He could qualify as the best coach in the National Football League. A highly aggressive and proud man from Mississippi, he declared that he had “never been whipped and never can be.” A former newspaper editor and congressman with a silver tongue for oratory, he gave inspiring speeches to his men who made up one of the best fighting units in the war. Overly anxious to make a charge in battle and utterly convinced that he could decimate the enemy in five minutes, he was frustrated with an order to wait. That his enemy had a stronger position did not matter. Convinced of success he was emotionally and mentally prepared to demonstrate his desire to achieve it.
When finally given the order to advance, one of his captains observed that Barksdale’s face became “radiant with joy.” While his attack was in motion, one Union officer would later remark that “it was the grandest charge that was ever made by mortal man.” He refused to retreat even when opposing fire was ripping holes in his own line. Urged to halt and regroup, he yelled, “No!…we have [the enemy] on the run.” It was vintage Barksdale, encouraging his men with his own optimism in the very heat of battle: “Brave Mississippians, one more charge and the day is ours!” After using only 4 regiments to whip more than 10 of the enemy’s, his next charge was pushing his luck a little too far.
With unfettered zeal and a ballooning sense of his own prowess, his long white hair simply drew too much attention. While shot in his saddle and in the confusion that followed, he was presumed dead and left on the field. He was captured by Union soldiers and taken to the rear. Defiant to the end, he knew that the only fight left in him was what he could discharge verbally, the kind he demonstrated so well in the halls of Congress. Perhaps he was duty-bound to utter his last words in a final burst of bravado: “Beware! You [Yankees] will have [Confederate General] Longstreet thundering in your rear in the morning!” Warrior William Barksdale would not be whipped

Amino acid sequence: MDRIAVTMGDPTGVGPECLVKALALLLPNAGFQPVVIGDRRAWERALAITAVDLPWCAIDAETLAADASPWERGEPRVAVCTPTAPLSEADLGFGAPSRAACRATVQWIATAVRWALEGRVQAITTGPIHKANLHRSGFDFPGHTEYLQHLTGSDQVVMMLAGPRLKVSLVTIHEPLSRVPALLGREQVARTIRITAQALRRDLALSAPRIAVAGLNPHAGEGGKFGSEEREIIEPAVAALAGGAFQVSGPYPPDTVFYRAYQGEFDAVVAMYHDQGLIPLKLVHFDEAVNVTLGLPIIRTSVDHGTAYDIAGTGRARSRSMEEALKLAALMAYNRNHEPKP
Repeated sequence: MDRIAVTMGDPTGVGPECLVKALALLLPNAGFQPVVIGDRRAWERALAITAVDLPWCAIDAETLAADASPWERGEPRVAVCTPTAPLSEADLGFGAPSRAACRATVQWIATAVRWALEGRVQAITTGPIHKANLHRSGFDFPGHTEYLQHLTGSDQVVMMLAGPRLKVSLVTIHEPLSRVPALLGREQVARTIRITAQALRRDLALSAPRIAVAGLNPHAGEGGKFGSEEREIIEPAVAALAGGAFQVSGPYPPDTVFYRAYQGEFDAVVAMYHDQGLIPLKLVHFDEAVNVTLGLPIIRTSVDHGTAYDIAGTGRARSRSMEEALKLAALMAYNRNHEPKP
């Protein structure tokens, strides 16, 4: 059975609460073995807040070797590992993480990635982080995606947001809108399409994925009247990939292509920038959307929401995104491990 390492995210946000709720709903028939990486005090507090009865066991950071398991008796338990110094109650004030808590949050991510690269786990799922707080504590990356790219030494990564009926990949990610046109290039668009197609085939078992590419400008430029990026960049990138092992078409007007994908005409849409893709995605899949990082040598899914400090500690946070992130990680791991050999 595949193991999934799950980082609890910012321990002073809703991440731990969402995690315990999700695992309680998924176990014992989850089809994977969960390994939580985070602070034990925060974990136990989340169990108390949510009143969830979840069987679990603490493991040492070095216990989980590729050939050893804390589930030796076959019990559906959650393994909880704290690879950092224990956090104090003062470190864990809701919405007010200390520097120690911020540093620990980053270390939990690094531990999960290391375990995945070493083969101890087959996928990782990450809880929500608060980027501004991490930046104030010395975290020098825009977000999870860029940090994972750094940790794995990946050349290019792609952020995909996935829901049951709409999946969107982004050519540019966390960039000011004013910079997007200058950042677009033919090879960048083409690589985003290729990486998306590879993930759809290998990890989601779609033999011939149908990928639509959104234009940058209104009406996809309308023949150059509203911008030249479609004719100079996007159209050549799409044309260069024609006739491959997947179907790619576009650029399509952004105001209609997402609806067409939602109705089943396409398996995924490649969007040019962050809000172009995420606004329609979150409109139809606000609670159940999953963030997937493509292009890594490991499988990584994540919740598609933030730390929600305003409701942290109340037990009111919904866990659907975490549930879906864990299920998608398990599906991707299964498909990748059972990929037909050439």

Balance enthusiasm with responsibility.
Barksdale had the vision of an independent South to inspire and motivate his men. They internalized his vision – led by his influence – and fought successfully against all odds. But you cannot win at anything if you choose to be unaware of potential problems. Like Barksdale you cannot win against an opponent if all you have is vision and excitement. You cannot expect something positive to happen unless you are prepared to spend the time, personal energy, and the proper amount of resources to justify your enthusiasm.
Good followers reflect good leaders.
Soldiers are often as good as their commander wants them to be, as players are with their coach, students with their teacher, children with their parents, and employees with their employer. People in leadership positions, who encourage achievement, usually see positive results. People in followship positions, who see results, are easily led. It is no wonder that an encouraging word is good leadership verbalized.
Copyright 2012 Paul Lloyd Hemphill
The Definition Of Leadership